Robert Zollinger a Surgical Giant on Whose Shoulders We Stand
ROBERT M. ZOLLINGER (1903-1992) WITH HIS MENTOR ELLIOTT C. CUTLER
Zollinger (the younger one with the determined demeanor, on the right) was kind to medical students, but once you got that M.D., he was ruthless! The stories that former residents tell are hair-raising and would bring forth all kinds of harassment charges in today’s environment. Nevertheless, he was beloved by his patients, although feared by his residents. He was famous for firing a resident going up the elevator on the third floor and rehiring him by the time they got off on the seventh floor. Zollinger was once asked what he wanted on his tombstone. His answer: “teacher, surgeon, soldier, farmer, and my wife may remember that I’m an amusing fellow to live with.” He won as many awards growing his gourds and roses, as he had accolades as a surgeon.
I have had the privilege of having exposure to several of his former residents as colleagues, and one of them became a UCLA professor who taught me. He too was tough, but nowhere near Dr. Zollinger. His name was Edward Passaro. Zollinger, just to get his goat, would call him “Pissaro,” accent on the first syllable. The poor guy had to tolerate that for five years before all the PC snowflake culture began. Dr. Passaro was a brilliant surgeon and an inspirational teacher for me. His work with Zollinger paid off, despite the abuse, and in my humble opinion because of it.
Zollinger expected perfection from himself and his residents. Once he didn’t like the way his Chief Resident was conducting the operation, so he took his gloves off, grabbed an IV pole, and taped the resident to the pole for the rest of the procedure. His association with Edwin Ellison, one of his residents, led to the discovery of the Zollinger-Ellison Syndrome, a non-beta cell endocrine tumor of the pancreas, that produced gastric, and duodenal ulcers due to the hormone, gastrin, which that tumor secreted.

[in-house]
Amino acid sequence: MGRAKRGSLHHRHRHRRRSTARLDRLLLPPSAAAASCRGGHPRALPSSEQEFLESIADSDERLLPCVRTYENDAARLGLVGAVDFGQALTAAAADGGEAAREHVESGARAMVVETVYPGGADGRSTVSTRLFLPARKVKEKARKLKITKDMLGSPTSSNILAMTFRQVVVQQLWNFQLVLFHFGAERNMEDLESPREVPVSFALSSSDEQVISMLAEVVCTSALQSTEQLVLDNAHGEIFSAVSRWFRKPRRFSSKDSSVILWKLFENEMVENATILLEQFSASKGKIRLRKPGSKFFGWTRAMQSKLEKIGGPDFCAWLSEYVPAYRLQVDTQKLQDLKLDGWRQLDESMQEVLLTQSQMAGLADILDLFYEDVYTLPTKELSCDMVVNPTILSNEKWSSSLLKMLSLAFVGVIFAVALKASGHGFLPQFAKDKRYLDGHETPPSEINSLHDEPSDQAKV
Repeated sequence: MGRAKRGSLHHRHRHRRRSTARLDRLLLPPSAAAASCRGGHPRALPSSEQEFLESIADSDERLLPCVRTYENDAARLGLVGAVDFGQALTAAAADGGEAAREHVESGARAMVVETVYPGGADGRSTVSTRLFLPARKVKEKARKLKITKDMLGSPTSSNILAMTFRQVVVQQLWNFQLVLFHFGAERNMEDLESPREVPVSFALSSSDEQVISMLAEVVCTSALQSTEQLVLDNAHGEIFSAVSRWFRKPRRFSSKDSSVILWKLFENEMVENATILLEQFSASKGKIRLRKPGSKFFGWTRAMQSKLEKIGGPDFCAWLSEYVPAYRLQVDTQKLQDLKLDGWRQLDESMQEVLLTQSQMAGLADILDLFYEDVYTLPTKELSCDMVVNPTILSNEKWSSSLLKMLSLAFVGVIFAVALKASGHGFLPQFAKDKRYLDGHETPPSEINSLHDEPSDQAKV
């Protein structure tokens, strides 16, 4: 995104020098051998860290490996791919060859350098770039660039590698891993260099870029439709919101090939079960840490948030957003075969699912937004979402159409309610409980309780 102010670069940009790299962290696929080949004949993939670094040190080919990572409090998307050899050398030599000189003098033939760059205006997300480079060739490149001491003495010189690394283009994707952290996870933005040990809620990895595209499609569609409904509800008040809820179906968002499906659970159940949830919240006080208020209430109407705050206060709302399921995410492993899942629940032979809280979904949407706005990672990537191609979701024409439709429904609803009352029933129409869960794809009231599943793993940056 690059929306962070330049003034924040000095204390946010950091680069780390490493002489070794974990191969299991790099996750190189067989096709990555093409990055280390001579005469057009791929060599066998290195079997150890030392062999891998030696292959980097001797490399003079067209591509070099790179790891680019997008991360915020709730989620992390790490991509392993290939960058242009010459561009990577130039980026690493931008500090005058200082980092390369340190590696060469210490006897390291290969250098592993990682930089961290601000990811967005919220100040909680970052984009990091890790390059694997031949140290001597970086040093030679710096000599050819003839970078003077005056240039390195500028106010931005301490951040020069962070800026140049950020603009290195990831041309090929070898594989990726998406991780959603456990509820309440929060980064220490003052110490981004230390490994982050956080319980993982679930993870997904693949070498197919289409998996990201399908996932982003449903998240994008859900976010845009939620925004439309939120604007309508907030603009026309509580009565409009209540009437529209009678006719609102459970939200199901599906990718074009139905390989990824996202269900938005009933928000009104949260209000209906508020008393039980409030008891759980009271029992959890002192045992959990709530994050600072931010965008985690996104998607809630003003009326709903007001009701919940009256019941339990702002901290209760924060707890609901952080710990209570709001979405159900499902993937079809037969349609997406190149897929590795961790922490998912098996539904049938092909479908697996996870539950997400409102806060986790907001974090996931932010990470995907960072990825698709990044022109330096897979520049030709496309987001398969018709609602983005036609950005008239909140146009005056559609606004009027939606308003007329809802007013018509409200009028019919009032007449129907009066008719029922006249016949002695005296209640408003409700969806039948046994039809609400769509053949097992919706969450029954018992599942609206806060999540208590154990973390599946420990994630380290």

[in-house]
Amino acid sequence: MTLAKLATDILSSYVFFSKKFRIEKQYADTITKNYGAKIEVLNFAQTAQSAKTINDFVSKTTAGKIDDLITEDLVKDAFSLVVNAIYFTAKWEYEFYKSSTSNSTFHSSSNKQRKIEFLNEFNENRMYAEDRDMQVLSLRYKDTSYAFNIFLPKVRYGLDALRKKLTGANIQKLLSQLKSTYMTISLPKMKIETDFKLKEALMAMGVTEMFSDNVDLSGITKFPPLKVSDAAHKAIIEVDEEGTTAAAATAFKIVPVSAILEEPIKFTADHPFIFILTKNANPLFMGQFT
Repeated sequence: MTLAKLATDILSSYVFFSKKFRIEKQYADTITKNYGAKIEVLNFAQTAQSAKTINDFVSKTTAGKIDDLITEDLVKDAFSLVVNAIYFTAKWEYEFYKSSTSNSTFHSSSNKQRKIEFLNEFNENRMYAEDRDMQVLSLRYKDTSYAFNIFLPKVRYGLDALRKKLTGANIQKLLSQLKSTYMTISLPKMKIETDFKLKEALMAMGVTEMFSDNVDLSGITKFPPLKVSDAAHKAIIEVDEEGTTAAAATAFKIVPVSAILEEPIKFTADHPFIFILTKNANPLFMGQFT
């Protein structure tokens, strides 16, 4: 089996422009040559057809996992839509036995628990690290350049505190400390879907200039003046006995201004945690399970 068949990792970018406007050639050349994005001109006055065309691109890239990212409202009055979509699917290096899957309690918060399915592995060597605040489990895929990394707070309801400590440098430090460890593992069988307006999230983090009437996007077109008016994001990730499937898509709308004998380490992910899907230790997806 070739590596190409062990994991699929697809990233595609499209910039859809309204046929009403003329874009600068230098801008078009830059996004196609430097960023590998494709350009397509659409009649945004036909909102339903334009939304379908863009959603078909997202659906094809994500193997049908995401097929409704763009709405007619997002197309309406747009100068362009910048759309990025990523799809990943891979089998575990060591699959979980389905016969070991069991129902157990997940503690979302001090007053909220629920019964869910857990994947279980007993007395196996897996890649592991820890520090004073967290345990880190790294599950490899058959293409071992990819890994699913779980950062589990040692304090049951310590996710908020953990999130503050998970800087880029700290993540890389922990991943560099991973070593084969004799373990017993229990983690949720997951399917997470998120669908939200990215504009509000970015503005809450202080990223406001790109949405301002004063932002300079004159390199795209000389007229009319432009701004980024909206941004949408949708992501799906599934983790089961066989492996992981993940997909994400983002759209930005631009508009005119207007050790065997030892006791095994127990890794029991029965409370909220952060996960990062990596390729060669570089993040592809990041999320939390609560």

Dr. E. Passaro discovered the prime area to look for the tumor, which makes gastrin. It is called the Gastrinoma triangle, but more appropriately Passaro’s Triangle. This was in 1955 and is the first of many other syndromes that opened the door for the discovery of endocrine tumors and the different hormones they produced, now described as multiple endocrine neoplasia. Zollinger applied for an internship at Peter Bent Brigham Hospital in Boston, under the tutelage of Harvey Cushing. Cushing sent Zollinger to work with Elliott C. Cutler his favorite pupil. That association would span the next twenty years, and the two would produce the now-famous Atlas of Surgical Operations with eight more editions to follow.
If this is interesting to you, there is much more in my book, We Stand on the Shoulders of Giants, with many personal stories about the Giants of Surgery available on Amazon.com. The revised second edition will be out in a month with more chapters in a hardcover format.